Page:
For most of us, our houses are the safest place to be in amid this pandemic, protecting us from the common enemy that is the coronavirus and preventing its further spread. Now that we spend entire days inside and perhaps more and more of us are working from home or actually being inside for prolonged periods of time, the sanitation of our living spaces and the quality of the air we breathe is all the more important.
One thing this viral outbreak has shown us is that the cleanliness of your environment and those around you is as important as your own personal hygiene. From wiping down all surfaces and even abandoning all habits like walking inside with the shoes we wear outside – though this is a very American/European thing, not Turkish – and wearing slippers instead, it is not unusual to hear our next-door neighbors' vacuum or mops swishing at various times throughout the day. A lot of home cooking has also got many of us looking for ways to get rid of lingering odors.
Of course, the quickest, easiest and cheapest way to get more oxygen flowing into our living space and invite in fresher smells is to crack open a window a few times a day. But if the air inside your home is starting to feel a bit stale despite your air-outs or you want to upgrade the aura of your home, here are some tips on how to improve your indoor air quality without using any chemicals.
Everybody likes a fresh and clean smelling home, don’t they? There are certain scents that awaken the senses and get rid of the nasty odors from food, dampness or other things that may be lingering in your rooms. Clean and crisp smells such as lemons, oranges, rosemary and peppermint can really help deodorize and freshen your house. Essential oils with antibacterial properties like tea tree oil help increase the air quality in your home by reducing airborne bacteria, especially when used in cleaning. You can even use essential oils such as eucalyptus, cloves and rosemary to fight dust mites in your home, though relying only on them for good measure is not smart.
Also, if you have allergies, suffer from asthma or have kids, these may not be the best or the healthiest option out there for sensitive lungs or sinuses.
If you have found a new love for meditation or fallen in love with lighting up a candle for a self-care or grooming session, burning a nice smelling candle may have become your go-to way to indulge, unwind and relax. However, burning synthetic candles full of artificial fragrances in your home can not only give you a headache but also cause air contamination in the long run. Therefore, you should opt for candles made from natural materials such as beeswax or eliminate the possibility of a fiery accident by using LED light candles, nowadays available in all shapes and colors. For a more eco-friendly approach, you could even use solar-powered ones by the window sill or on your balcony.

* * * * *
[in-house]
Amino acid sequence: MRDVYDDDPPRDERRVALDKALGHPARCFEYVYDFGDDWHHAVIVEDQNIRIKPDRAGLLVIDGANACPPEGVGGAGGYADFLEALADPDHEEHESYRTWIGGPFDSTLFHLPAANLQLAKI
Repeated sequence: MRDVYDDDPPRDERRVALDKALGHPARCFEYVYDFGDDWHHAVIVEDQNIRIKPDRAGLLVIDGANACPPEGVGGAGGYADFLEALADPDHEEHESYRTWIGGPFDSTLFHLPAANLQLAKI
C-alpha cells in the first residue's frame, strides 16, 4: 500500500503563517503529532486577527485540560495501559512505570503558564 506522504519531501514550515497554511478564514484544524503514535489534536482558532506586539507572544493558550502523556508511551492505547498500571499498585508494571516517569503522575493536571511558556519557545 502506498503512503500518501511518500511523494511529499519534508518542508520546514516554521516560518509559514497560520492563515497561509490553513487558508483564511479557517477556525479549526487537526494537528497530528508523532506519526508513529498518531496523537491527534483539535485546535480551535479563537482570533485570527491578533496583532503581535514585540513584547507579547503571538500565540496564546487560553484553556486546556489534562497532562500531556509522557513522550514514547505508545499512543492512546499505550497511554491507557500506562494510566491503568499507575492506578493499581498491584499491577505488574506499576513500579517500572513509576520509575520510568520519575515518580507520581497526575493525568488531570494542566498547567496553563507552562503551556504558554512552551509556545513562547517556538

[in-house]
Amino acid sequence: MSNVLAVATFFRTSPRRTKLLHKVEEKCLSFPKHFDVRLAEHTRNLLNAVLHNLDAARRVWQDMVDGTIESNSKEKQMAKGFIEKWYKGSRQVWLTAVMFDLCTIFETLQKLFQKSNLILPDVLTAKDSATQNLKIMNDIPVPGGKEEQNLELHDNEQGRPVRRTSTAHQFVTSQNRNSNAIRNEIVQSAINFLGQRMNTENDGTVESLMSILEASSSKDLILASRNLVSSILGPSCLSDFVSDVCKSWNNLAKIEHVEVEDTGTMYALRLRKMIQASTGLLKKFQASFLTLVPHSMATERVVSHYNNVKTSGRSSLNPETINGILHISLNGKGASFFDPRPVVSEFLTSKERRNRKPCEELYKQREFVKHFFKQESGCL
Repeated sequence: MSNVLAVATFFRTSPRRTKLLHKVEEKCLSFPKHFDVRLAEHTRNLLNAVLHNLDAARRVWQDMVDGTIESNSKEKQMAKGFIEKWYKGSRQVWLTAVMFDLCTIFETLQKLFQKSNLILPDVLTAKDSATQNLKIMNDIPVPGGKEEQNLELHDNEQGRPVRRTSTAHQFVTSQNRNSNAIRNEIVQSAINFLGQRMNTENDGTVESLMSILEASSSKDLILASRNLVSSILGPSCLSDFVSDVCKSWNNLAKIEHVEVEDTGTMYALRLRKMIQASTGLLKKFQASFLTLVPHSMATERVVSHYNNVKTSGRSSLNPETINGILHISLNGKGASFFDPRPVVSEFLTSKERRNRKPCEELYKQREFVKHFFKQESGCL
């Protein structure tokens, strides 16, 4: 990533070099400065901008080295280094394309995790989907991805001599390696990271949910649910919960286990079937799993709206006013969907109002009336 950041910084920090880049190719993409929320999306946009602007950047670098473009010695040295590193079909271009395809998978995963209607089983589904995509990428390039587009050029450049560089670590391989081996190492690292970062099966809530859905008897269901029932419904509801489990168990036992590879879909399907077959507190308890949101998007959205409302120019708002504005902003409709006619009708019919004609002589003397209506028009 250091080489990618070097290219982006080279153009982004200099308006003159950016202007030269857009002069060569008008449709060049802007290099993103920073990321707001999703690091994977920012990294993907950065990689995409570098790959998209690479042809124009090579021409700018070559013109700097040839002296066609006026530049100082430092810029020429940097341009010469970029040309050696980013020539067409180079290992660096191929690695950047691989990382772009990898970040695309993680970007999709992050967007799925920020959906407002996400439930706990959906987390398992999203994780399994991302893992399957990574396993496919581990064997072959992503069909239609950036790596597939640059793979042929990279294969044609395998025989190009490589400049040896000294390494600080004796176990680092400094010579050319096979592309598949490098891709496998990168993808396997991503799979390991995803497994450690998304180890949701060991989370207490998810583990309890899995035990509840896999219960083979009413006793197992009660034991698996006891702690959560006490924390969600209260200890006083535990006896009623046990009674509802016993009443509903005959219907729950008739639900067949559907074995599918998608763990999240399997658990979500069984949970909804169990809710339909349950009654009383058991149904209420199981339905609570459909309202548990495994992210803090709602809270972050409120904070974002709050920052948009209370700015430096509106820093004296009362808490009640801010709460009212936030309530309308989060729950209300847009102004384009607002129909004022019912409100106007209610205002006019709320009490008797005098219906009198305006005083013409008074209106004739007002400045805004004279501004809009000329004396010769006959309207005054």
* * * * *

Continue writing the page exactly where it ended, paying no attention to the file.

Although there is contesting evidence about plants’ effectiveness to remove volatile organic compounds (VOCs) from the air, some studies have founded that some green friends have been found to improve the air quality in your home. For example, the snake plant, also called the mother-in-law’s tongue, is known to reduce formaldehyde, toluene and xylene in the air, while chrysanthemums can help filter out toxins from plastics and detergents, including ammonia and benzene. Even if their air purification abilities are limited, you can use your favorite green plants to inject some color and character into your home decor as well as freshen it up a bit.
Most pets, by nature, leave dandruff almost anywhere in the house. To reduce the amount of dead skin your pet sheds and collects in the nooks and crannies of your house, you should make sure you take good care of your pet and groom them regularly. Regular vacuuming of pet hair on furniture as well as giving them baths or brushing them can also help alleviate allergy symptoms tied to fur. You can also use vacuum cleaners with HEPA filters to catch those fine particles and ensure better hygiene.
And lastly, the most expensive option...
You may start to notice that you have a harder time focusing after spending hours and hours inside. This could be due to an accumulation of harmful particles in the air.
Electronic air purifiers work to eliminate harmful gases and substances such as formaldehyde from the air, as well as get rid of unwanted or bad odors to add a cleaner touch to your home.
Comprising of a filter, or a few, and a fan that sucks and circulates the air, air purifiers work by sanitizing the air, trapping airborne allergens, pollutants and irritants that flow through it. Their operation principle is the opposite of essential oils; they remove particles from the air and some can even neutralize aggravating substances while oils and diffusers add nice-smelling particles to the air.
However, these gadgets are only one step of getting rid of dust, VOCs, smoke, odors or pollen and cannot guarantee 100% filtration, so it is important that you do not solely rely on them. Plus, they are an investment due to their higher price tags.